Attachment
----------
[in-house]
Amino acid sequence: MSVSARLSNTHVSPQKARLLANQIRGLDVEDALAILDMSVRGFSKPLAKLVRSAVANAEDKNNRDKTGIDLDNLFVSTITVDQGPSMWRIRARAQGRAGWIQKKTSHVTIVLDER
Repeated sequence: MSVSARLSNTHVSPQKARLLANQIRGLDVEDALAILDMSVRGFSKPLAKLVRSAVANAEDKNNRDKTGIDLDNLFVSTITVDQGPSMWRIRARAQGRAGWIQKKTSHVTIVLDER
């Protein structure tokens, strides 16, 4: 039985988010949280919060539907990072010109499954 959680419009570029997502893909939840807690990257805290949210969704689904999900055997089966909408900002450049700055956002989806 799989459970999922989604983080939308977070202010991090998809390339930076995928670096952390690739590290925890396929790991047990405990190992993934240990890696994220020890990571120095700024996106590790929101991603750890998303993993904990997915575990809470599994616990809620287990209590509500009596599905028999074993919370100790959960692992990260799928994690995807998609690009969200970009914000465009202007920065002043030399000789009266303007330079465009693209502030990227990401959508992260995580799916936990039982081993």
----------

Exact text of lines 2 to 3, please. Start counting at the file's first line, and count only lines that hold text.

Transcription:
Amino acid sequence: MSVSARLSNTHVSPQKARLLANQIRGLDVEDALAILDMSVRGFSKPLAKLVRSAVANAEDKNNRDKTGIDLDNLFVSTITVDQGPSMWRIRARAQGRAGWIQKKTSHVTIVLDER
Repeated sequence: MSVSARLSNTHVSPQKARLLANQIRGLDVEDALAILDMSVRGFSKPLAKLVRSAVANAEDKNNRDKTGIDLDNLFVSTITVDQGPSMWRIRARAQGRAGWIQKKTSHVTIVLDER